Do you hesitate to pick up the phone to speak because of your dentures?
It’s not uncommon for a new denture placement to confuse your tongue as to where it goes inside your mouth. This can also affect your reluctance to speak socially outside of the comfort of your home and your immediate family.
Preparation in managing your speaking skills, your personal feelings, and your interactions with others will help re-build your self-confidence.
The following three actions will guide you to move from being worried to being more confident.
Action #1: Warmup your tongue movement in relation to your new denture teeth, your jaw, lips, and mouth.
While wearing your dentures, begin letting your tongue tip explore the inside of your mouth. Drag it across the palate, or roof of your mouth right to the back of your mouth. Then, guide the tongue to touch your new dentures a tooth at-a-time, as if it’s cleaning the inner side of your teeth. Stretch your tongue to repeat cleaning the front of your teeth. Rest between exercising your tongue to just let it relax in its new space.
When you believe that your tongue has figured things out, start speaking short phrases, such as, “Pass me my drink please.” You may be drinking through a straw or sipping slowly but you can practise your speech between your normal activities.
Saying tongue twisters will help you figure out which sound is the most difficult for you. Then teach your tongue how to do it by repeating it slowly and often. Take a few minutes to read a short paragraph during your day.
Action #2: Motivate positive emotional reaction to speaking clearly again with mind relaxation and visualization.
Breathe in slowly with the diaphragm to relax your shoulders, neck, throat and jaw. Let your arms hang loosely, and yawn widely several times. Close your eyes and visualize yourself having a conversation over the telephone with a friend just like you use to do. Then open your eyes and speak out loud what you might say initially to that friend.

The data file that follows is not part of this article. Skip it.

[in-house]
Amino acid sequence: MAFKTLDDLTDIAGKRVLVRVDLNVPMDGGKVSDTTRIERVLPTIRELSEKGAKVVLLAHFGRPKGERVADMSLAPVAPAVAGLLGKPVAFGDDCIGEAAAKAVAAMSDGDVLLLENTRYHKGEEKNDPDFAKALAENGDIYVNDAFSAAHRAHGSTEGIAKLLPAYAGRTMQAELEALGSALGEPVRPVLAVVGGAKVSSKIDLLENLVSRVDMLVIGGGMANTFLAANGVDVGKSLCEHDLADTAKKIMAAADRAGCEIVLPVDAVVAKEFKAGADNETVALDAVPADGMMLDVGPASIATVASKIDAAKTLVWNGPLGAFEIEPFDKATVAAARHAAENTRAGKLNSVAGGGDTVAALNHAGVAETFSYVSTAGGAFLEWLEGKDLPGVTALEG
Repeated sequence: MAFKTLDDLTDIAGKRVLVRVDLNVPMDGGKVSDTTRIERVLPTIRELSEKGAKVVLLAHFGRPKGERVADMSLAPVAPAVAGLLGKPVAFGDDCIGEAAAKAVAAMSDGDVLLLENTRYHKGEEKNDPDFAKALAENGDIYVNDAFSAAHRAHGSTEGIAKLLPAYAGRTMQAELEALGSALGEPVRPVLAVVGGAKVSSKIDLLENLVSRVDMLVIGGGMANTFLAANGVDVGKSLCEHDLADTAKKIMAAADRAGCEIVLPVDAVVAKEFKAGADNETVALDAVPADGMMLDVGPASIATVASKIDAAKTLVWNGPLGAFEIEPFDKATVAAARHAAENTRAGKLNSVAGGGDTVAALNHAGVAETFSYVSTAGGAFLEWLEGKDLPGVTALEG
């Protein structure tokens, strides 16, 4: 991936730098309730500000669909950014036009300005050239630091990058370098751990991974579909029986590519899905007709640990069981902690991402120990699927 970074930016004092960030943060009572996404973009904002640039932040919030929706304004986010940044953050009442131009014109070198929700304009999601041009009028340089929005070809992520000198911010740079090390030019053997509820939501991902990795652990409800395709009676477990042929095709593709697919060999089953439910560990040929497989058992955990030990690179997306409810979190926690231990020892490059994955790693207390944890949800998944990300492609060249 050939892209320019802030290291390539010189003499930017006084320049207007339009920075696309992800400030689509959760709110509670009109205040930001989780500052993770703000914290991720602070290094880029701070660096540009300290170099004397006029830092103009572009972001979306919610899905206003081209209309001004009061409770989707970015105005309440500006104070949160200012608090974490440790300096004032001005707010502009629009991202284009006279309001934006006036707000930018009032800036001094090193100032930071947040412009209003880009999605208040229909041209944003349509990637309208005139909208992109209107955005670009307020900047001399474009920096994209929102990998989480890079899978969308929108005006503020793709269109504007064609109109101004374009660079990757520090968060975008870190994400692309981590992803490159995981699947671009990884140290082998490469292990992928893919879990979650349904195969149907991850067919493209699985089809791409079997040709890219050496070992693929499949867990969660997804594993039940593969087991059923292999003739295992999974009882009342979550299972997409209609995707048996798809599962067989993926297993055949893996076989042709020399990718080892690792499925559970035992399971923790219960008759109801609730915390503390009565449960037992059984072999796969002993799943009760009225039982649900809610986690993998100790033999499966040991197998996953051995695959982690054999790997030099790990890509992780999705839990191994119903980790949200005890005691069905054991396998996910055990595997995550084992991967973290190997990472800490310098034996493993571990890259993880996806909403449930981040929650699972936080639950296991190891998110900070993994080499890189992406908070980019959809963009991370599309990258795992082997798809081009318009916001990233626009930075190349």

Take the next step and actually call your friend. Your speech may not always be perfect, but it is the best you can do now, because each time as you practise you will get better. Simply smile and tell yourself that you’re doing great.
Next, be mindful and willing to take a risk to speak socially by going outside of your safe home to the local coffee shop or an event. Remember your speech muscles are along for the exercise so keep them moving.
Action #3: Rehearse your changes as if you are about to speak with a microphone before an audience.
Stand up as if you are in front of a microphone and read aloud a short passage from a book. Then do another paragraph in front of your computer and record your passage. Play it back and listen to how well you now are speaking with your dentures.
You will gain confidence and adapt to any stressful situation by speaking as much as possible. Speak to your listeners as if you are interested in them. Throw away all your excuses as to why you can’t speak, and just go out there and speak. It’s not about you anymore, it’s about contributing to a conversation. This will keep your mind, speech, and confidence away from your previous fears.
Let’s all Keep Voice Fit! Get ready to exercise your speech muscles for articulation clarity! There are more warm-ups, exercises, and tips to re-train your lips, tongue, teeth, palate, and jaw after dentures in Brenda C. Smith’s latest book: “Speak with Confidence: Even with Dentures;” “Training Your Speech Muscles to Clear Communication.”
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Brenda C. Smith